Other suggestions were to change the laws so the administration of plans is not so complicated, to “create efficiencies and cost savings through Open MEPS (multiple employer plans), and to amend SIMPLE IRAs to be more attractive, with features such as auto-enrollment, Roth contributions, higher limits.”

“I say this with mixed feelings… perhaps make the fiduciary requirements a bit less onerous,” noted one reader.

“I checked ’em all,” explained another reader, who went on to note that, “They all COULD help. Most actually would, but that doesn’t mean they are good ideas.”

“I would be interested to see who is not offering plans because I think that would be the most telling,” said another. “I am in the SF Bay Area where we have lot of small start up companies with little time to devote to employee benefits hence we have many Robo 401k companies starting that gives these companies a way they can provide a plan while minimizing cost and time. Long term these plans are not great but for the short term if offers their employees and option. I think that type of company serves a good purpose. I would prefer not to see state run programs or federal mandates.”

“I think if you loosen the restrictions on Top Heavy and ADP testing you would see more 401(k) plans in the market place,” commented another. “Right now if an employer wants to offer a plan so that both he and his employees can save for retirement he is forced to now be concerned with the fact that if his employees could care less about saving he must give them something so that he can protect his own future. If they removed these requirements you would see a greater number for 401(k) plans and I guarantee you would see even more companies matching because they could do it at their own discretion.”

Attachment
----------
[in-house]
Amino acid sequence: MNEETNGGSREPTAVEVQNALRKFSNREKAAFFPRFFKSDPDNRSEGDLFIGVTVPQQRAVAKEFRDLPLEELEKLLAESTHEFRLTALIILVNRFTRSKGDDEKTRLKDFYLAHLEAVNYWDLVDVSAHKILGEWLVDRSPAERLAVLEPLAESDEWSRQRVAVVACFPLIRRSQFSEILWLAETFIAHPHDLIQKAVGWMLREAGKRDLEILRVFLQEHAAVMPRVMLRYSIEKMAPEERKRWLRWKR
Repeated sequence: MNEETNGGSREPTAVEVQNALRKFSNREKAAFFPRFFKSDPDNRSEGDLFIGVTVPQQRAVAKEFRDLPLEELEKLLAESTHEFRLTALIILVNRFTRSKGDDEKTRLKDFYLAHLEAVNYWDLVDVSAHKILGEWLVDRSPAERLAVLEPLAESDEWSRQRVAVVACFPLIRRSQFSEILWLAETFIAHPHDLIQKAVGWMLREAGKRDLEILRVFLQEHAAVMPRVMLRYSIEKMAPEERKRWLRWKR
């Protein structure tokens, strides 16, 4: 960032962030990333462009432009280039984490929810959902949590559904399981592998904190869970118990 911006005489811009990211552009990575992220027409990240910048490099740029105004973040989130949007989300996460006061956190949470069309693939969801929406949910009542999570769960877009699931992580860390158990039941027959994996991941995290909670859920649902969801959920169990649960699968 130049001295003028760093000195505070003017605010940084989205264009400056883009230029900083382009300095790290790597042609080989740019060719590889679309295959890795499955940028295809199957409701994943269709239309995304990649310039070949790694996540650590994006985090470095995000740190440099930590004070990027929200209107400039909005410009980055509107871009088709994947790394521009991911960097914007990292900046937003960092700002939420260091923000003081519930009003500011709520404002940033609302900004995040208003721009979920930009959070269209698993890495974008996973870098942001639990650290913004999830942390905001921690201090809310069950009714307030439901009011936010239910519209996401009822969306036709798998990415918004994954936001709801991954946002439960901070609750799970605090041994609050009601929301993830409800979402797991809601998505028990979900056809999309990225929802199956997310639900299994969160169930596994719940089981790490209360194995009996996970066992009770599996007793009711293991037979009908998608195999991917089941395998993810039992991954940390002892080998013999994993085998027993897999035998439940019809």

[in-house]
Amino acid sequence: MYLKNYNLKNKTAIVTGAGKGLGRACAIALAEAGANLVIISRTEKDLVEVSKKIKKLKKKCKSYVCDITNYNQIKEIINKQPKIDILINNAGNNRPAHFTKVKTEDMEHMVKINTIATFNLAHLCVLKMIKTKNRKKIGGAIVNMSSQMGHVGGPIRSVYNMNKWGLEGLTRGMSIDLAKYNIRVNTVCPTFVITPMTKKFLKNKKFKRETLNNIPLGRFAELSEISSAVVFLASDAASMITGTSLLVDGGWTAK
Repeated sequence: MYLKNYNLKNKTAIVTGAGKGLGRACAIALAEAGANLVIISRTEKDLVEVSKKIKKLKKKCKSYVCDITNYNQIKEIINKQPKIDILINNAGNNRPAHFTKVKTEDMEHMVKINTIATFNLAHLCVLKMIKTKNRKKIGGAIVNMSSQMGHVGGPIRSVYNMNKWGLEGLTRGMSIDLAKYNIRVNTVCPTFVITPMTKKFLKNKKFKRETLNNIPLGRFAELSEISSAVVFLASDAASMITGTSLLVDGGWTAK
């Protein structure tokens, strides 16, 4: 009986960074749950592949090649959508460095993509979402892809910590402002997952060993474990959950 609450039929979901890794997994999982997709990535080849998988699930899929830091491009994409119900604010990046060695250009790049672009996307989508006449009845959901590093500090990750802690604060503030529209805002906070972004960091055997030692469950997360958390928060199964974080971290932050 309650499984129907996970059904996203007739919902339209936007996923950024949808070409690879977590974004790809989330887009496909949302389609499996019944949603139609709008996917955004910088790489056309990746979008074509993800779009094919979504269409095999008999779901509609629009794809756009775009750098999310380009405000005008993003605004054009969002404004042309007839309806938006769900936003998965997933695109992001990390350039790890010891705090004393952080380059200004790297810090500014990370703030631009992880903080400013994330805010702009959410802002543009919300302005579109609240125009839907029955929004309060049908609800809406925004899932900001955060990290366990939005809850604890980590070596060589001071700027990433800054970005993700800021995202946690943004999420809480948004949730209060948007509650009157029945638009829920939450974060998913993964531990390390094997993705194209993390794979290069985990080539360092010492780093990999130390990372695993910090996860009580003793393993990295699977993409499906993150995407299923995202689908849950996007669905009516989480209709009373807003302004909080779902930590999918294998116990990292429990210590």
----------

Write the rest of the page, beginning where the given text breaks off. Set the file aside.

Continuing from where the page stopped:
Dear Congress…

Those sentiments notwithstanding, we next told readers to imagine that they had been asked to provide a recommendation to Congress as to a viable means of closing the coverage gap – and asked them which one they would recommend.

The “winner.” though by a narrow margin – was “Eliminate and/or loosen current nondiscrimination requirements,” which drew the support of 23%, followed closely by “offset cost with tax credits,” cited by 19%. Other recommendations included:

16% – safe harbor provisions to provide relief from fiduciary liability concerns
13% – make employers offer plans
6% – encourage the formation of more state-run programs for private employers
3% – establish a mandatory federal auto-IRA alternative

Other suggestions included; extra tax benefits if using automatic enrollment/auto escalation, to expand open MEPs, and to eliminate/loosen nondiscrimination requirements for small businesses in particular.

“While there are some good options above for increasing coverage,” noted one, “the only way to come close to getting everyone access to a workplace plan is to require that employers offer a plan.”

Another opined that, “the 1975 DOL IRA safe-harbor and DOL Interpretative Bulletin 29 CFR 2509.99-1 make it clear that the state run programs which Oregon, California, Illinois, Maryland and Connecticut have enacted are not subject to ERISA and that the fiduciary responsibility is on the state. These programs are the easiest way to extend coverage to the millions of Americans who do not have coverage. Congress should let the states handle this issue and not try to come up with a Federal solution which will take years to accomplish.”

‘Power’ Steering